I LAUGHED secretly when I read the story of a recently-married couple in Fuenlabrada, Madrid Metropolitan Area, Spain. They were blessed with a baby boy and wanted to give him a name related to power and courage.
They chose the name ‘Lobo’ meaning ‘wolf’. However, the Personal Status General Directorate rejected this under the pretext that the name ‘Lobo’ will be an insult to the child once he grows up. The parents of the child w o n d e r e d , “That name is common in Scotland, Germany, Brazil and Argentina”… I add a poetic line to that and say: The name ‘wolf’ is also common among Arabs who did not just end up giving the name in singular form, but they also gave their children the name in plural form — ‘wolves’ .
The story did not end there … The parents of the ‘future Spanish wolf’ did not lose hope and they did not give up. They took the issue to the residents of the governorate to seek support for their request; thereby, collecting 20,000 signatures up to the extent that some politicians intervened.
The president of an opposition party took to Twitter and posted on his account, “I see that ‘Lobo’ is a sweet name worthy of respect. I wonder if we, in Spain, can name our girls ‘Paloma’ meaning ‘dove’ or ‘Leon’ meaning ‘lion’, then why this couple has no right to name their child ‘Lobo’? The Personal Status director general asked the parents to submit a petition to the Justice Ministry in order to study their request.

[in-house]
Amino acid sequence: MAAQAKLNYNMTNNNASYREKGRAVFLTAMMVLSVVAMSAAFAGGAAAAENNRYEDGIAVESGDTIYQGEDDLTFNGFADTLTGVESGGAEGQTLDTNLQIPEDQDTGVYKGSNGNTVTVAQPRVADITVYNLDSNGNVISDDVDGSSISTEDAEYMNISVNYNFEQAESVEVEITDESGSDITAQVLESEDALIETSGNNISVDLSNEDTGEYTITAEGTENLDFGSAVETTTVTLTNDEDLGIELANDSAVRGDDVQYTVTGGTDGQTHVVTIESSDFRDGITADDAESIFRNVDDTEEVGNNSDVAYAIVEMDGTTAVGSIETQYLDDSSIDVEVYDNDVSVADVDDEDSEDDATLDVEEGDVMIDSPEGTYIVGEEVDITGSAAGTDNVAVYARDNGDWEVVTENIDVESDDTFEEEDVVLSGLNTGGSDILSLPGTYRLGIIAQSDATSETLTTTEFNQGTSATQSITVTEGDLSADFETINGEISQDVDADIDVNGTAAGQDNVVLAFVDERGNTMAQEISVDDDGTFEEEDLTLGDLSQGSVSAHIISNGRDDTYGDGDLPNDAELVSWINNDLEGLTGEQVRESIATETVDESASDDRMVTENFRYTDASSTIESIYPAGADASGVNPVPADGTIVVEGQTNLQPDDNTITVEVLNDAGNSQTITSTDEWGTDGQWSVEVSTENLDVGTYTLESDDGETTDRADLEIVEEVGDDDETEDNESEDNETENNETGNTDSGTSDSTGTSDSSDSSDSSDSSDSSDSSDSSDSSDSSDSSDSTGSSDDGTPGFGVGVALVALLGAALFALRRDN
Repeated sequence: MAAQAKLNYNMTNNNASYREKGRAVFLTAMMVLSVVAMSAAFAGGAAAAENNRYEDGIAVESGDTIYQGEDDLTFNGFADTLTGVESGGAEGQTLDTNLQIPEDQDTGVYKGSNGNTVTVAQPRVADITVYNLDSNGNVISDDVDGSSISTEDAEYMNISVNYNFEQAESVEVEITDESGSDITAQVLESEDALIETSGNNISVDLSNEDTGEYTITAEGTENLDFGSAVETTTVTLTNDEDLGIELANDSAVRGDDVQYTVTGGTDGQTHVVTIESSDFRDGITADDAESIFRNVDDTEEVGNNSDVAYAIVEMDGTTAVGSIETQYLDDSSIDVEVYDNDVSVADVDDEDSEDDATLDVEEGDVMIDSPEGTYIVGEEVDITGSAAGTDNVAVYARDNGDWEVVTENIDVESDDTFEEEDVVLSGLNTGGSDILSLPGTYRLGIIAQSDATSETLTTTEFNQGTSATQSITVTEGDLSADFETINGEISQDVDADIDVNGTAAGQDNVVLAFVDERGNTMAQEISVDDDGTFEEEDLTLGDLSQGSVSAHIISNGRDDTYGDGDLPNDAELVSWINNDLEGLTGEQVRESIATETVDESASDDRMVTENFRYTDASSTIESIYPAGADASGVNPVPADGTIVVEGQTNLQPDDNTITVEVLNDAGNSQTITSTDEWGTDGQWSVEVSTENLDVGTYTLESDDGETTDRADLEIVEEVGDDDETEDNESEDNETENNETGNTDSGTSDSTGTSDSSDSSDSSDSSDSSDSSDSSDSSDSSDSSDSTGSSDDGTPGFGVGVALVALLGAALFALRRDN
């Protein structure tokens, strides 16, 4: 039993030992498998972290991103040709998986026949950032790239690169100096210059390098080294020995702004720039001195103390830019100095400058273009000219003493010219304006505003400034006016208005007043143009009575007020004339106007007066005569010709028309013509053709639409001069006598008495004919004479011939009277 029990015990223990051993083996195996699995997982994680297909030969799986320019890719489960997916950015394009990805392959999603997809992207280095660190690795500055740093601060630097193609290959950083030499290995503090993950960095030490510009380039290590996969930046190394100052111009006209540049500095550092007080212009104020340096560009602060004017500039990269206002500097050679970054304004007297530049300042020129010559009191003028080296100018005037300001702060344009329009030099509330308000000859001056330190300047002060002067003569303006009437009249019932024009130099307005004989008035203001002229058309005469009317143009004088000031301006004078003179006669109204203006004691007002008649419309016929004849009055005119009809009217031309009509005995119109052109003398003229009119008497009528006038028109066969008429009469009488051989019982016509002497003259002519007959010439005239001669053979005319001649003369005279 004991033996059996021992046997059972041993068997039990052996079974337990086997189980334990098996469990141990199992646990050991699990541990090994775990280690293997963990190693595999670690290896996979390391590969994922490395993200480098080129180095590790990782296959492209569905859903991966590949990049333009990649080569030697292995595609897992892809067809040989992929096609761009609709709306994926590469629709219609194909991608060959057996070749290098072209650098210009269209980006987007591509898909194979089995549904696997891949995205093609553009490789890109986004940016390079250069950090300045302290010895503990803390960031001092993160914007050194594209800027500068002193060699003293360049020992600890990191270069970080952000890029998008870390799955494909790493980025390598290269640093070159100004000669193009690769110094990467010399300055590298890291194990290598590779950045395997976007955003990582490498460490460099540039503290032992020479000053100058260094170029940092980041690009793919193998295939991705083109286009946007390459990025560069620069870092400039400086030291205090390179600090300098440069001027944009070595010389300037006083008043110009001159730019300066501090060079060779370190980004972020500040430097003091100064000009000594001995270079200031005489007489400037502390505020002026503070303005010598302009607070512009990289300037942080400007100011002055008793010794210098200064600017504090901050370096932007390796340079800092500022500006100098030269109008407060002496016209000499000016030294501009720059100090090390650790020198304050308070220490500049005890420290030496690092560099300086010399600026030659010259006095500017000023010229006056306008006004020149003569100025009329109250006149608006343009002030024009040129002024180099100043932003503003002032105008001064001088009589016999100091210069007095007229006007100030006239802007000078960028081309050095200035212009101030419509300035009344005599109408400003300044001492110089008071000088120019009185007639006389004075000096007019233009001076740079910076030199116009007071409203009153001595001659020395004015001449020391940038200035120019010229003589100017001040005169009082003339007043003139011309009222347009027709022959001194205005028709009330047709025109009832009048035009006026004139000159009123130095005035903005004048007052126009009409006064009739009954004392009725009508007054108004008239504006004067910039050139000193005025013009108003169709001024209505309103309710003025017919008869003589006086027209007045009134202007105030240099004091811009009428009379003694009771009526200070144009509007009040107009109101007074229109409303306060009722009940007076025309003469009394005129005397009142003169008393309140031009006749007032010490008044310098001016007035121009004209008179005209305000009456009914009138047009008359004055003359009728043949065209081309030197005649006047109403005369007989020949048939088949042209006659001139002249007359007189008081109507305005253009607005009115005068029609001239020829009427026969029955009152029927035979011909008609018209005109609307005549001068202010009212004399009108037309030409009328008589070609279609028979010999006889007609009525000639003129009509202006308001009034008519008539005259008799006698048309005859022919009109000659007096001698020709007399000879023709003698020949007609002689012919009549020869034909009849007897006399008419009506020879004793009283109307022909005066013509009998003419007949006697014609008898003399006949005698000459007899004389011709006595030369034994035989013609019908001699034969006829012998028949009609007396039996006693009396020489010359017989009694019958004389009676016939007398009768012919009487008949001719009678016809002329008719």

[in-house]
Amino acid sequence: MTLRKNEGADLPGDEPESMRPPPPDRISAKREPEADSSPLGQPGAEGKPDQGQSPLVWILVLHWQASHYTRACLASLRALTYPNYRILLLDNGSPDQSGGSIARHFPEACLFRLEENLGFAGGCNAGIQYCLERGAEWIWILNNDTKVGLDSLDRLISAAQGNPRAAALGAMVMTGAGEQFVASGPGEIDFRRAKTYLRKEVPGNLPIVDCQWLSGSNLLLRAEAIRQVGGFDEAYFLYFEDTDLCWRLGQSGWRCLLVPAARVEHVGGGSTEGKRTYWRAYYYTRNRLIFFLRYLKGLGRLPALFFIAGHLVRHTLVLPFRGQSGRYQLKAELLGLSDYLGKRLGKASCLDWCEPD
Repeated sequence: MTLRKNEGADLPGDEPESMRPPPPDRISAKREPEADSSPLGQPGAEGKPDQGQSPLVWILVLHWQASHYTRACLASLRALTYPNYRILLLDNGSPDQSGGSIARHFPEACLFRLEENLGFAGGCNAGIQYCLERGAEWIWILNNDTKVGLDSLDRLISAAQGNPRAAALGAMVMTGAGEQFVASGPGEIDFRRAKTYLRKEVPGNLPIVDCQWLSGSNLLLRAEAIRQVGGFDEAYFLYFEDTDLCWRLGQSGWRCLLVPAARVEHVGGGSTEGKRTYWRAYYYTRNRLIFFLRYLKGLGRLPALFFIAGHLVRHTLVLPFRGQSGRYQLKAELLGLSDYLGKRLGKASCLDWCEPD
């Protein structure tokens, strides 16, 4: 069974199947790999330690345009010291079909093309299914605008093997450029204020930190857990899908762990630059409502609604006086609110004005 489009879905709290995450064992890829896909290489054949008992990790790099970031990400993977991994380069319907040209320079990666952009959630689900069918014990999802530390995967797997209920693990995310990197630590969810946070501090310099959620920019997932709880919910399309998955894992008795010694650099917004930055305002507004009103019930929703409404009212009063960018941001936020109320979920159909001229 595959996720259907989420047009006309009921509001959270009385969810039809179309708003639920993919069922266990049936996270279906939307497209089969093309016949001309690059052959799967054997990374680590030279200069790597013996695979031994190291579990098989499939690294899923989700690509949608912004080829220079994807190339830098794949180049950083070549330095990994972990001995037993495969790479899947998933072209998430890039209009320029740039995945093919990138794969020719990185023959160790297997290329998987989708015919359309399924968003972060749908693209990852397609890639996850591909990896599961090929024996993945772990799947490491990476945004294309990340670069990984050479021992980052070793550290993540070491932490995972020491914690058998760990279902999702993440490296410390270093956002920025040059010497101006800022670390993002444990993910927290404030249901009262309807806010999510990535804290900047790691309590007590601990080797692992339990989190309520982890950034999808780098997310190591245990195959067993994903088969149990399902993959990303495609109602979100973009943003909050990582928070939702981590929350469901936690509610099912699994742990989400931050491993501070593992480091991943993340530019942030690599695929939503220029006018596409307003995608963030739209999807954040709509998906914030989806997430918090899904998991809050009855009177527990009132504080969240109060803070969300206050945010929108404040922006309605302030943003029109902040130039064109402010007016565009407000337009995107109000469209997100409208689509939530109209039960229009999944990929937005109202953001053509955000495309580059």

News after that said the request was approved … It is noted that it was the fi rst time in Spain a family requested to name their child ‘Lobo’.
(Middle East newspaper, Aug 8, 2016. How I wished, after reading this sweet real-life story, to be blessed with a boy and name him ‘wolf’ or ‘wolves’!! I think the registrar officials at the Birth Department or Public Authority for Civil Information (PACI) will oppose this name because life, especially in Kuwait, is getting complex. ‘Wolves Ali’ will not get good quality of education which we were privileged to have during our childhood. ‘Wolves Ali’ will face problems in seeking admission to the only government university or private universities. ‘Wolves Ali’ will sit and wait for a government job for a year.
He will have to use connections (‘wasta’) to get employment in the private sector which prefers expatriates over the son of the land; despite the fact that expatriates, in most cases, are more costly for employers, equal to Kuwaitis or better under the pretext of experience! If ‘Wolves Ali’ decides to start a small or medium project at the fund responsible for those projects, they will require him to present the purpose for establishing a new restaurant?! ‘Wolves Ali’ must be a real wild wolf in life, or else, the wolves will eat him, as the Arab adage says!! …..
By Ali Ahmed Al-Baghli Former Minister of Oil